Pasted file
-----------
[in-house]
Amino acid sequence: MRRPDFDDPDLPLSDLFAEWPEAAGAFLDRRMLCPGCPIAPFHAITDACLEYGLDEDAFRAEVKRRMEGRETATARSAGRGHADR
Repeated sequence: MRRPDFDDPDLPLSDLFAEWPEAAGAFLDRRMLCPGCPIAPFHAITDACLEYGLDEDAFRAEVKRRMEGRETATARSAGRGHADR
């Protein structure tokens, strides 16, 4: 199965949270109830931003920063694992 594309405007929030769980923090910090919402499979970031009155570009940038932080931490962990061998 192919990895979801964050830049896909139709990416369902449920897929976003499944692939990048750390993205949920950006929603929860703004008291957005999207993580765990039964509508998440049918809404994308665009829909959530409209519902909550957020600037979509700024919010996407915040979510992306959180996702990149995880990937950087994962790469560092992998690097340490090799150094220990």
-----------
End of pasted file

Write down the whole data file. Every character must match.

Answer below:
[in-house]
Amino acid sequence: MRRPDFDDPDLPLSDLFAEWPEAAGAFLDRRMLCPGCPIAPFHAITDACLEYGLDEDAFRAEVKRRMEGRETATARSAGRGHADR
Repeated sequence: MRRPDFDDPDLPLSDLFAEWPEAAGAFLDRRMLCPGCPIAPFHAITDACLEYGLDEDAFRAEVKRRMEGRETATARSAGRGHADR
């Protein structure tokens, strides 16, 4: 199965949270109830931003920063694992 594309405007929030769980923090910090919402499979970031009155570009940038932080931490962990061998 192919990895979801964050830049896909139709990416369902449920897929976003499944692939990048750390993205949920950006929603929860703004008291957005999207993580765990039964509508998440049918809404994308665009829909959530409209519902909550957020600037979509700024919010996407915040979510992306959180996702990149995880990937950087994962790469560092992998690097340490090799150094220990």